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The question is related to the question "How to restore Git after fatal file system error?", but for a single file.

I need to get to last state 2009-07-27 23:58, where I need the file:


How can I restore the file after a crash?

ADDED: Where will I find the file? What are they supposed to do?

Graham's tip

$git checkout 63c6844fded9cfcdee14c9330be82557046b3e56 HENRI_suunnittelu_doc/6-relaatiotietokantakaavio/Normalized_perhaps_DB/simple_schema0.tcuml

William's tip

git checkout bee6763b55cf8259438aa575cedbb09d1d02b96a  HENRI_suunnittelu_doc/6-relaatiotietokantakaavio/Normalized_perhaps_DB/simple_schema0.tcuml
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Typo in answer corrected. It should be --since='...' (add an '=') – William Pursell Jul 28 '09 at 16:21
up vote 1 down vote accepted

sometimes i delete a file or directory in my git local and i want to restore just that file. i run the following command:

 git checkout -- filenameOrDirectory

note the spaces in between.

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So without <sha> and with --, the file/directory is restored from the last commit. – Masi Mar 25 at 6:18
yes, but its taking from your local repository. So for example, if you had "git pull" recently and then changed one particular file, then you decided you wanted to restore it to the point when you last did the git pull, you could use this command. I find it very convenient. It restores files to there last git pull state which is really your local repo state. You can try it. Delete any file or directory and then run this, it should be restored. – j2emanue Mar 25 at 14:29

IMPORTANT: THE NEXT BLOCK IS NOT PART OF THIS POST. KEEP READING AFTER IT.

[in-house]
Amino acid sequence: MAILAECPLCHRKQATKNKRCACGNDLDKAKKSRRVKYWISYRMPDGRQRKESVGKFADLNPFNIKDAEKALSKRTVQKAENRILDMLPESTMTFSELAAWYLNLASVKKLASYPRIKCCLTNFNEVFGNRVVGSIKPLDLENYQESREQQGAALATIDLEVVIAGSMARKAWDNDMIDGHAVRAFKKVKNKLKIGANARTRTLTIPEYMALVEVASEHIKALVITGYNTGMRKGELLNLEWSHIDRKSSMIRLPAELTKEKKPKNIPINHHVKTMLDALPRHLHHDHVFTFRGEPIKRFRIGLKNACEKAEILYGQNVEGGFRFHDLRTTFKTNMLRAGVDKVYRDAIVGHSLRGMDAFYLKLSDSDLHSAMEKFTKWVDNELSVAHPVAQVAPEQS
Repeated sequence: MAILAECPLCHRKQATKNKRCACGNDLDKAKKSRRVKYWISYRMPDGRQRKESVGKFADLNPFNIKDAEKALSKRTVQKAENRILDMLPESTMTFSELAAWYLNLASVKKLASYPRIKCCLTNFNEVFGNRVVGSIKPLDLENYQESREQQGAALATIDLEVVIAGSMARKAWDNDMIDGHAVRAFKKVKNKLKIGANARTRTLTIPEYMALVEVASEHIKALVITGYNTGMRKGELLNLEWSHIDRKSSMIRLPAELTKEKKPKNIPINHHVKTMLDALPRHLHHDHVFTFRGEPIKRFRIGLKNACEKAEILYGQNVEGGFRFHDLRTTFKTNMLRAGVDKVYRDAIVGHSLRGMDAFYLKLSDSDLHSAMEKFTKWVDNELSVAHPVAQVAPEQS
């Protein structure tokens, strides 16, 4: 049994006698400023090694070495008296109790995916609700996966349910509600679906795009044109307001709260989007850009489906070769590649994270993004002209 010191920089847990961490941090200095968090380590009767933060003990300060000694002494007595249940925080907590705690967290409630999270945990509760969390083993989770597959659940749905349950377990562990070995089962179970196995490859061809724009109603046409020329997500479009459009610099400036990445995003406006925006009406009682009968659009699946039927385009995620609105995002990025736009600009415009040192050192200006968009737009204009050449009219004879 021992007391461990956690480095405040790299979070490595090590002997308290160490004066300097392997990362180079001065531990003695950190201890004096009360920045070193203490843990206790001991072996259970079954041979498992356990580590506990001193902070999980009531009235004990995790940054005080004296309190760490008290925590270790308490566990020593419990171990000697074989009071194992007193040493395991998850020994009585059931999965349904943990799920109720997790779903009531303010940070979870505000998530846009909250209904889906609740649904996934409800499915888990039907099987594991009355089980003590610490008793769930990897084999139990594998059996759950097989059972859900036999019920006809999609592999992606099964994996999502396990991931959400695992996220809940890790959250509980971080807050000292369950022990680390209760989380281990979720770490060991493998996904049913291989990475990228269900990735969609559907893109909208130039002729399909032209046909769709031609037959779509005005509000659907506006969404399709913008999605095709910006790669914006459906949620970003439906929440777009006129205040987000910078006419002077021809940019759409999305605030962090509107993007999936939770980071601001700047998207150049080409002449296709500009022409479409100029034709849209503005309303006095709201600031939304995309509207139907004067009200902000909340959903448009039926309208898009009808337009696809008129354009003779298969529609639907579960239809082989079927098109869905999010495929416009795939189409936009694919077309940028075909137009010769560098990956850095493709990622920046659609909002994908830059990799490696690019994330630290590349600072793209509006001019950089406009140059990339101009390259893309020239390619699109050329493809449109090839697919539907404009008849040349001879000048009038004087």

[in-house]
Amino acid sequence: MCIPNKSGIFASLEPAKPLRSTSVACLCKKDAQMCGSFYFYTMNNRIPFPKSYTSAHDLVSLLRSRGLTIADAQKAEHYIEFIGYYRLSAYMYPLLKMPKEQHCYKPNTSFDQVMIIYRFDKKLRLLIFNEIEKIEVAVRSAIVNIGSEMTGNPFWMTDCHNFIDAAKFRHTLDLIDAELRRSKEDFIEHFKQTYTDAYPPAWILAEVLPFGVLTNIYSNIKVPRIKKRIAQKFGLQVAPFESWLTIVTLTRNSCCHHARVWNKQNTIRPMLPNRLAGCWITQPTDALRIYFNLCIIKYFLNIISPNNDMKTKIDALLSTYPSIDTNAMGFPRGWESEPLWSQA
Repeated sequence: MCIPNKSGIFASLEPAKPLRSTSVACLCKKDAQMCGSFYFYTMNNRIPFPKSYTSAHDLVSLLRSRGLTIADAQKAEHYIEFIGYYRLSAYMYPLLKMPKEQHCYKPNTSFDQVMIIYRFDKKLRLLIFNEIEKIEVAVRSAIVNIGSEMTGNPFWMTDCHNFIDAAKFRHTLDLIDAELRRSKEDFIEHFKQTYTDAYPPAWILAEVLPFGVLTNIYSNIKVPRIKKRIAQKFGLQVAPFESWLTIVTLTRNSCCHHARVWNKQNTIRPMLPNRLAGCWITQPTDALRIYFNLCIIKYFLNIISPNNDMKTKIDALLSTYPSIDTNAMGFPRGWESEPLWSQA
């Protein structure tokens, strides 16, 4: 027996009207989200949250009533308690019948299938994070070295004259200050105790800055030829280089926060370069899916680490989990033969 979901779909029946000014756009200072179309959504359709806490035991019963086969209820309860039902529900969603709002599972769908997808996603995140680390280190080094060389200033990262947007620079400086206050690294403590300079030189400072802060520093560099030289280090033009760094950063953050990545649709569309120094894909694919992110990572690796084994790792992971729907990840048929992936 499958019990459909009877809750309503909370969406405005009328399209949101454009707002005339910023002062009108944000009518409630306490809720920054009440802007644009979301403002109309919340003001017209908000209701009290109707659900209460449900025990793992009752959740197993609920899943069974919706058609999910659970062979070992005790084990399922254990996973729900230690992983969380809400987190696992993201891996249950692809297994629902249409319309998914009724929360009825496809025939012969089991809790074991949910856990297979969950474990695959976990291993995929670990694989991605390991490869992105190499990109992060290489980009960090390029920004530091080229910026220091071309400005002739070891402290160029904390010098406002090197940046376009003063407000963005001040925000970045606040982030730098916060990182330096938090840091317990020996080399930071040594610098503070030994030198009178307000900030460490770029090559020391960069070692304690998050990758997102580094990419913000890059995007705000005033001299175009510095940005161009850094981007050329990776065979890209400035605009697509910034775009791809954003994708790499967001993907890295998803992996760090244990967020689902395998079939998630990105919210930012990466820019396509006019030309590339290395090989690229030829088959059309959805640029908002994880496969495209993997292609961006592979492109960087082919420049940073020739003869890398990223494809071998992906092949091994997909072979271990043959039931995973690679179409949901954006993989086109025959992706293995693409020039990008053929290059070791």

Do you have an uncorrupted copy of the repository anywhere? If so, pull from there to your working directory and then checkout the file. You can do:

git log --since='2009-07-27 23:58' --pretty=oneline -n 1

to get the hash you want and then get the file via:

git checkout <file> <hash>

If you have no uncorrupted working copies of the repository, you might try 'git fsck', but your chance of success is small or zero if files have been lost.

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I added the errors from your command to the question. – Masi Jul 28 '09 at 13:45

If you need to get a single file out of a commit that is in your repository then git checkout will do it for you. Specifically:

git checkout <sha> <filename>

will retrieve the file <filename> from the commit <sha> into your current working copy. can be any reference to any commit, so it could be a branch name, a tag name, HEAD^^^^, or anything at all like that that you want...

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"Not just one Class diagram" is the log message for that commit, not the commit ID. You need some way of referencing the commit - such as the SHA1 ID for the commit. git log should be able to give you that. – Graham Jul 28 '09 at 11:58
Where should I run the command? I updated the error. – Masi Jul 28 '09 at 13:20
Change into top level of your git directory. Run 'git ls-tree -r --name-only master' to check if the file you want to recover is in 'master' (from included screenshot it looks like 2009-07-27 23:58 state). Run git checkout master -- <filename>, where <filename> is at it appears in git-ls-tree output – Jakub Narębski Jul 28 '09 at 14:12

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